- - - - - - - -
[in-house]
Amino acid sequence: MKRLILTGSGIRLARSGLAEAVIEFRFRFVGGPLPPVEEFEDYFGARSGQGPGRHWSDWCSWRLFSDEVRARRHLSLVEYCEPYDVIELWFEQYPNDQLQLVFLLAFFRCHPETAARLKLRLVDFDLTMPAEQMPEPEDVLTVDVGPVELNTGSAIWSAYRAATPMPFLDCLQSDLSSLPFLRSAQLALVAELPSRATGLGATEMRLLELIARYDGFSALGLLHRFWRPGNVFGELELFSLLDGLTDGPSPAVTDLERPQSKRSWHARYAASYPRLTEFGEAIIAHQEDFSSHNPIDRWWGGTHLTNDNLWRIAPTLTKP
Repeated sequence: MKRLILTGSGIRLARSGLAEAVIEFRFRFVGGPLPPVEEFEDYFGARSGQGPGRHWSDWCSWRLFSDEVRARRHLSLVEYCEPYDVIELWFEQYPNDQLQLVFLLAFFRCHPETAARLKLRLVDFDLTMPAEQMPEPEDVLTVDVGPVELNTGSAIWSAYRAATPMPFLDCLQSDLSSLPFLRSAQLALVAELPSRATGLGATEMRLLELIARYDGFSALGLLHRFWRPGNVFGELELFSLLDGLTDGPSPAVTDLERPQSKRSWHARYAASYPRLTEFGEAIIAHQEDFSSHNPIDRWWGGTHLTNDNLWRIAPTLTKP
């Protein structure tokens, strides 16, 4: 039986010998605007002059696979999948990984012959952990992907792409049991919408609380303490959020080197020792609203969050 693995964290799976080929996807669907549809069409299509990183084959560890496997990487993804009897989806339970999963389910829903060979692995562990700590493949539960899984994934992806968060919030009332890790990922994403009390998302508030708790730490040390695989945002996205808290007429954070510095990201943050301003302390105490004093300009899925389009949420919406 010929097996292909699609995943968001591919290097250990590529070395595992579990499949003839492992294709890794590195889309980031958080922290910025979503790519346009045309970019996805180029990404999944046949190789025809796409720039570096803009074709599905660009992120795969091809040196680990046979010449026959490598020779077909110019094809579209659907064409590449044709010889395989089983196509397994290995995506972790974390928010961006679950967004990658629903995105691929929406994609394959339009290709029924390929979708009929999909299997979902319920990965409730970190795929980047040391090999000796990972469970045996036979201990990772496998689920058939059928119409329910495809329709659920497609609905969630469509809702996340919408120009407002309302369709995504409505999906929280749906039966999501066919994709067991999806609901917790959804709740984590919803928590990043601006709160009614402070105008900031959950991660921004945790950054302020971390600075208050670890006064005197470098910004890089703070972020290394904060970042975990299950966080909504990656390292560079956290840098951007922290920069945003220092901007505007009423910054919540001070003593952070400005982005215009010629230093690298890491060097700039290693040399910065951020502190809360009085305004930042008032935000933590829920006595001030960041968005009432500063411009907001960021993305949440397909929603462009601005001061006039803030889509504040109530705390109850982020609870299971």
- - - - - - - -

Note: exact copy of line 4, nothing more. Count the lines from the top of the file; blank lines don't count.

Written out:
């Protein structure tokens, strides 16, 4: 039986010998605007002059696979999948990984012959952990992907792409049991919408609380303490959020080197020792609203969050 693995964290799976080929996807669907549809069409299509990183084959560890496997990487993804009897989806339970999963389910829903060979692995562990700590493949539960899984994934992806968060919030009332890790990922994403009390998302508030708790730490040390695989945002996205808290007429954070510095990201943050301003302390105490004093300009899925389009949420919406 010929097996292909699609995943968001591919290097250990590529070395595992579990499949003839492992294709890794590195889309980031958080922290910025979503790519346009045309970019996805180029990404999944046949190789025809796409720039570096803009074709599905660009992120795969091809040196680990046979010449026959490598020779077909110019094809579209659907064409590449044709010889395989089983196509397994290995995506972790974390928010961006679950967004990658629903995105691929929406994609394959339009290709029924390929979708009929999909299997979902319920990965409730970190795929980047040391090999000796990972469970045996036979201990990772496998689920058939059928119409329910495809329709659920497609609905969630469509809702996340919408120009407002309302369709995504409505999906929280749906039966999501066919994709067991999806609901917790959804709740984590919803928590990043601006709160009614402070105008900031959950991660921004945790950054302020971390600075208050670890006064005197470098910004890089703070972020290394904060970042975990299950966080909504990656390292560079956290840098951007922290920069945003220092901007505007009423910054919540001070003593952070400005982005215009010629230093690298890491060097700039290693040399910065951020502190809360009085305004930042008032935000933590829920006595001030960041968005009432500063411009907001960021993305949440397909929603462009601005001061006039803030889509504040109530705390109850982020609870299971």